This past week has reminded me of this book by Tzvetan Todorov I read back in college (in Romania). It’s an analysis of how people and cultures relate to OTHER-ness. If I remember correctly, when faced with an OTHER who is deeply and radically different, people feel fear. They feel threatened. They feel uncertain. And then they choose one of the following behavioral options:
a) they feel superior to the OTHER, they attempt to conquer or make the OTHER their subject or subaltern. That’s how the European conquerors related to the people Native to the (now) American continent. That’s how the Nazis related to Jews.
b) they appreciate the culture of the OTHER more than their own, and they “go native.” They “convert” to the OTHER’s culture and give up their own. Todorov offers the example of one European officer who preferred the Native American way of life.
c) they respect the OTHER as a different and equal partner, and build an ethical and respectful dialogue and relationship. They coexist.
Is option a) how many people in the U.S. relate to Obama, because he is in many ways the OTHER (different from them, and from their idea of a president)? Does this explain the death threats and scary behaviors, the stuffed monkey at political rallies, the black-face parties?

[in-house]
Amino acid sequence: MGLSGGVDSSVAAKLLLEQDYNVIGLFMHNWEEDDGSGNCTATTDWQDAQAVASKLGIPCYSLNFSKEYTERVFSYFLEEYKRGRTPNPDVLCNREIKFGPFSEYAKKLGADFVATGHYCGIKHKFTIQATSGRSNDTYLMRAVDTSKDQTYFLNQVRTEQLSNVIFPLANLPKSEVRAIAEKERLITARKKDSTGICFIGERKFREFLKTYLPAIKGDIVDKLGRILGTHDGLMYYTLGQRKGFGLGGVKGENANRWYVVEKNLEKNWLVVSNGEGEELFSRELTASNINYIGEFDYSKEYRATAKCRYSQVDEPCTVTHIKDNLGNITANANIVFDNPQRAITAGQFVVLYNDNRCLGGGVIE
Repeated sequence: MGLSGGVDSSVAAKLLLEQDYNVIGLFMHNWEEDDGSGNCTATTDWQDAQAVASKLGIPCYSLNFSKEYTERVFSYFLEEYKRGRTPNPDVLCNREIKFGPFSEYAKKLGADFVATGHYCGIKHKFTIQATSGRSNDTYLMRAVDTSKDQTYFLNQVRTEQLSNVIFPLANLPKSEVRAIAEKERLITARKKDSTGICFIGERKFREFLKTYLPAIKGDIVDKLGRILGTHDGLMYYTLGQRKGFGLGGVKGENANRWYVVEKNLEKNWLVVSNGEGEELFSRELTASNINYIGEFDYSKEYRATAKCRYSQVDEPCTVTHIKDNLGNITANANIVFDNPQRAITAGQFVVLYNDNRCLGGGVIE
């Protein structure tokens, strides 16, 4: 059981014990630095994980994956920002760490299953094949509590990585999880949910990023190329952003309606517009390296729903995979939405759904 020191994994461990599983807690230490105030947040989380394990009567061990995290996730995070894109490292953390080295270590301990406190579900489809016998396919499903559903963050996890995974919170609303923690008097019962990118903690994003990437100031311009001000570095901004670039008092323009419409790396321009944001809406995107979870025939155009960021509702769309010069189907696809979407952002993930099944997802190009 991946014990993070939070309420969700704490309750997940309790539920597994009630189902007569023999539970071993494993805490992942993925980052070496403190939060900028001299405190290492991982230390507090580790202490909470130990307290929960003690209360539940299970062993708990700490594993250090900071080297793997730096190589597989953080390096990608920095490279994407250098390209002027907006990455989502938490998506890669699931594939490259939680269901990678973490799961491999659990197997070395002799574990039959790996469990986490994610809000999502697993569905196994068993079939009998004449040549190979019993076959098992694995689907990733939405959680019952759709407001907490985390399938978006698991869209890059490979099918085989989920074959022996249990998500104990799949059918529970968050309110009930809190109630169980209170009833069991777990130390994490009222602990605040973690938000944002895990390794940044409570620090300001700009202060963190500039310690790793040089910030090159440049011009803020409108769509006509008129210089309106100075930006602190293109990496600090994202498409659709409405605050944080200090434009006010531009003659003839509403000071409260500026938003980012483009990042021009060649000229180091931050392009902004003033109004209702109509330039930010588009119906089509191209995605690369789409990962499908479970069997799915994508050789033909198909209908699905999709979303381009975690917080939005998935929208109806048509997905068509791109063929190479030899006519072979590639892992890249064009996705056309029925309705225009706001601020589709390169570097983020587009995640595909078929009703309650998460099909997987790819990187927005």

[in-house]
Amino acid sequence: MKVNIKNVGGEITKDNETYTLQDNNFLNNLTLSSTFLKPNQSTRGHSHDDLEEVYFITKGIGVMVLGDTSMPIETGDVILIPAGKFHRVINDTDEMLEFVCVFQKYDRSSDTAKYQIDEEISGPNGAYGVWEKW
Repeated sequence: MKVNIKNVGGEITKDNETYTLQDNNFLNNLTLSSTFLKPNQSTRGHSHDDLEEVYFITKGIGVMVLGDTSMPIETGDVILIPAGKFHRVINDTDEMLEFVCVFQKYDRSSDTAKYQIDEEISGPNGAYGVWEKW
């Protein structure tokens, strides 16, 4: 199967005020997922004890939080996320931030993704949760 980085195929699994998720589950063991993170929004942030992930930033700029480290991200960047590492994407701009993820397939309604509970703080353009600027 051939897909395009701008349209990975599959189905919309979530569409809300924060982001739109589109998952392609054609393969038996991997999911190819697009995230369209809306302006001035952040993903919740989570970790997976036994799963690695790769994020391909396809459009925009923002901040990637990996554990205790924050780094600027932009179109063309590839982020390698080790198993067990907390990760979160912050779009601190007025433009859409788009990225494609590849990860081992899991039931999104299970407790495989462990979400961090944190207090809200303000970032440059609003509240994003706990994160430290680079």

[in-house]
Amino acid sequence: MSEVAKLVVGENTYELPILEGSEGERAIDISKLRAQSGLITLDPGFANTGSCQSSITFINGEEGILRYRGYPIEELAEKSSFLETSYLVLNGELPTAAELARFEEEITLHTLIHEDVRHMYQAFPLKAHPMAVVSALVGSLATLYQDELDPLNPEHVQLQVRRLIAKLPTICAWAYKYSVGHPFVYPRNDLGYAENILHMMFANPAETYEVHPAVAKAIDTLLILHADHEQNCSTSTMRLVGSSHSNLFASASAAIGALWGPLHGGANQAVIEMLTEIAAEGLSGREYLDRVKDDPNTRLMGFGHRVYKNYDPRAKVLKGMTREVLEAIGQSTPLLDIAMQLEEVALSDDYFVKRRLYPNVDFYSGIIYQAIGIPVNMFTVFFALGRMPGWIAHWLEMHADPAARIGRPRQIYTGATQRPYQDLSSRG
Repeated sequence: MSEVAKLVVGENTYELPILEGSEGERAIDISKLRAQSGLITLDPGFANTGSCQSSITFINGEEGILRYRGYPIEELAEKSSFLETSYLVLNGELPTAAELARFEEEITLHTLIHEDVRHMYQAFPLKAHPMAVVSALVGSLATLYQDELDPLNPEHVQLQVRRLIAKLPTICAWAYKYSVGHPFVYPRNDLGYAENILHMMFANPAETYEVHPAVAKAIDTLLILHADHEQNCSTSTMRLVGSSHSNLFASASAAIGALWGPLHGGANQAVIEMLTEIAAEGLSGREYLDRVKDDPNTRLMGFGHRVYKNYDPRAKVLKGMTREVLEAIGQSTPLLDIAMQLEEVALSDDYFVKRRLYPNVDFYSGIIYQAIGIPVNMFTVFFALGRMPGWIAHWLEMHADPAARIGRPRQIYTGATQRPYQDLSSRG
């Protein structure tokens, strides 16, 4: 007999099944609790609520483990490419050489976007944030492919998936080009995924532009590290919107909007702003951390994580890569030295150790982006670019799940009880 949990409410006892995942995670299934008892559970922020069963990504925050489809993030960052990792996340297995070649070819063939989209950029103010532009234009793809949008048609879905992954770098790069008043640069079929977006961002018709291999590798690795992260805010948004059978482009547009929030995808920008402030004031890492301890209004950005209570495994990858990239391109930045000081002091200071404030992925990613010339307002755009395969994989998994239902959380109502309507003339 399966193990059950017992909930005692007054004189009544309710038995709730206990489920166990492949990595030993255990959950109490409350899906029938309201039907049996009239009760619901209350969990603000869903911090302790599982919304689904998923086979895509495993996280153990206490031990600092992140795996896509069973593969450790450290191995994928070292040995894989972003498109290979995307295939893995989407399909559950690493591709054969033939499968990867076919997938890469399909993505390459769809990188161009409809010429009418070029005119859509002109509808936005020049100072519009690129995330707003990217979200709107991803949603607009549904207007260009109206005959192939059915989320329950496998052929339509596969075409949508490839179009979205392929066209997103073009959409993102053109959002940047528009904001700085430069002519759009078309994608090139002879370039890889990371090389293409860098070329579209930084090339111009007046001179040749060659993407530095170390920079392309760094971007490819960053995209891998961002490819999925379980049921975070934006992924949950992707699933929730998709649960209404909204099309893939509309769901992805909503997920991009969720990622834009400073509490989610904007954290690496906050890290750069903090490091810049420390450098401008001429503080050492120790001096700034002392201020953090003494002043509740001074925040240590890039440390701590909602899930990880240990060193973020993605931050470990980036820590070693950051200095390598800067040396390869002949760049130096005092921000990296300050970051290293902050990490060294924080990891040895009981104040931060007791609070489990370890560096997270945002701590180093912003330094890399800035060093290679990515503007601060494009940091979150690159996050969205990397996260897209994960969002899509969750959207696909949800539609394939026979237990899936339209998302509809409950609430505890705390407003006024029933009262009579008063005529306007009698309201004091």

The question of the OTHER also has direct applications to public relations. Many times, the organization or the CEO feel they know better, they’re smarter that the public. “If they knew what I know, they’d agree with me.” The examples when the organization bows to the public and takes their lead are very rare. Do you have any? And finally option c), is what PR should be, as defined by Grunig’s excellence model, the relationship management approach to public relations, and, in social media circles “the new PR,” or “PR 2.0.”